The complaints about the abattoir that is the British National Health Service are endemic. That year [ when Ceilidh was there ] in their budget; Lord Protector Blair “fixed” the system the same way that Bush and Congress want to fix the border. They promised to hire another 120 doctors and nurses, nationwide. And another 2000 administrators to watch over them and “remove inefficiencies”.
Just a few weeks ago, I linked in GLEANINGS to a report that Britain was about to cease treating premature babies, because it took too many resources for a single patient. It is easier and cheaper to let the babies die.
Across the Channel, in Belgium and the Netherlands, euthanasia, involuntary euthanasia, is now the norm to reduce medical costs. In Canada, people die on gurneys in the hallways waiting for days for hospital beds. Their vaunted medical system only keeps on semi-functioning because those who can afford it come to the United States. It is so bad that even their ultra-liberal courts have ruled that in Quebec the conditions of their medical system constitute a violation of their constitution.
Yet, the American Left insists that having the government take total control of the medical system is the only “fair” and “cost efficient” way of doing medicine.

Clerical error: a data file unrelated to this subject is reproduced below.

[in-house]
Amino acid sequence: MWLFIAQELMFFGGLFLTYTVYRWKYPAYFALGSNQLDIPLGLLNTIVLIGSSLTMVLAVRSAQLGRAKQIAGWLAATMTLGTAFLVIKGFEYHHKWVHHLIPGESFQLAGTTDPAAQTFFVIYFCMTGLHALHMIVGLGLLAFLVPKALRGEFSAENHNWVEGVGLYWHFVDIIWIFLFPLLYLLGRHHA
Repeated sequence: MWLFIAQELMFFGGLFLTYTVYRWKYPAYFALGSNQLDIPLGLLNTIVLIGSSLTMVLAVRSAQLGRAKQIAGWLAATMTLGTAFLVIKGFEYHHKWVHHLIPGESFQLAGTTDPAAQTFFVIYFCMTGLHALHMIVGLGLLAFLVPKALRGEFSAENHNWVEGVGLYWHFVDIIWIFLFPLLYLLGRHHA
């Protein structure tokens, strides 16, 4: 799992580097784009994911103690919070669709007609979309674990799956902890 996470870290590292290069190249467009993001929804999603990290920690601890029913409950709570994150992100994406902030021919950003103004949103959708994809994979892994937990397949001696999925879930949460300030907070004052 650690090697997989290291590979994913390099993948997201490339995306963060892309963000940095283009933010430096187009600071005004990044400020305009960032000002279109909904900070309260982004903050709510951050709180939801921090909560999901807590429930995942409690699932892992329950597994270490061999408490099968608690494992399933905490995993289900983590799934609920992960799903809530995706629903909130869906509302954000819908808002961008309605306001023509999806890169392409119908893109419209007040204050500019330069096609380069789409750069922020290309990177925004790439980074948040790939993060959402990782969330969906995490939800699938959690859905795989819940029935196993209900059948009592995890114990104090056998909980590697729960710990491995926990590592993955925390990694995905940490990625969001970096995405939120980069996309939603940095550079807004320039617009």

Let us go back to Spike’s experience at Sky Ridge. He is a grizzled old fart. He has both age and mileage working against him. He is not rich. Sky Ridge was the closest [thankfully] hospital when he went down. He is under the VA system, which means what little recompense that the hospital gets is going to come from them, and from Medicaid.
Yet, he got the same care in the ICU that Bill Gates would have gotten there. They busted their butts to save someone that under the Brit, Canadian, Belgian, or Dutch system [or Hillary Care with its boards to determine if it someone was socially valuable enough to be treated once they were 40 years old] would have been left to die or actively killed for the good of the system.
The difference is something that shows we are doing something very right.
A thought occurred to me, while in the ICU with Spike. When archeologists dig up the remains of early man; one of the markers as to when we became “human” is in the graves. There is a level when they start finding graves, lovingly made, of individuals who were old, or crippled, and who had to have been cared for by others even when they could not care for themselves for a long period of time. That care, that compassion, that willingness to protect the most vulnerable, is one of the things that separates us from pack animals.
Places like Sky Ridge exemplify the best of the human in us. Europe and Canada are being reduced to animals.
There are those in this country who would bring out the animal in us.
If we are to be reduced to animals, let us be Sheepdogs, and let us deal with the Leftist Wolves.
LC Subotai Bahadur, Lord Pao An